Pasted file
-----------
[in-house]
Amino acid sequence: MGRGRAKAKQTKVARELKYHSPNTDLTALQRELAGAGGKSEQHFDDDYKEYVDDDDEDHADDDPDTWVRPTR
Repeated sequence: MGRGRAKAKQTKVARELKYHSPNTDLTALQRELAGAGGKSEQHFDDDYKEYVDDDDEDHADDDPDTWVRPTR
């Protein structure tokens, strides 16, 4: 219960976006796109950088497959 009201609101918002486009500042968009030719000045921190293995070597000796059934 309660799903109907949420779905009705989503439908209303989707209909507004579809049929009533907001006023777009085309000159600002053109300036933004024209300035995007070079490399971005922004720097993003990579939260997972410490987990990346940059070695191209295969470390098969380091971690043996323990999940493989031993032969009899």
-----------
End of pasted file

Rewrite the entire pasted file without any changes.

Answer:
[in-house]
Amino acid sequence: MGRGRAKAKQTKVARELKYHSPNTDLTALQRELAGAGGKSEQHFDDDYKEYVDDDDEDHADDDPDTWVRPTR
Repeated sequence: MGRGRAKAKQTKVARELKYHSPNTDLTALQRELAGAGGKSEQHFDDDYKEYVDDDDEDHADDDPDTWVRPTR
């Protein structure tokens, strides 16, 4: 219960976006796109950088497959 009201609101918002486009500042968009030719000045921190293995070597000796059934 309660799903109907949420779905009705989503439908209303989707209909507004579809049929009533907001006023777009085309000159600002053109300036933004024209300035995007070079490399971005922004720097993003990579939260997972410490987990990346940059070695191209295969470390098969380091971690043996323990999940493989031993032969009899």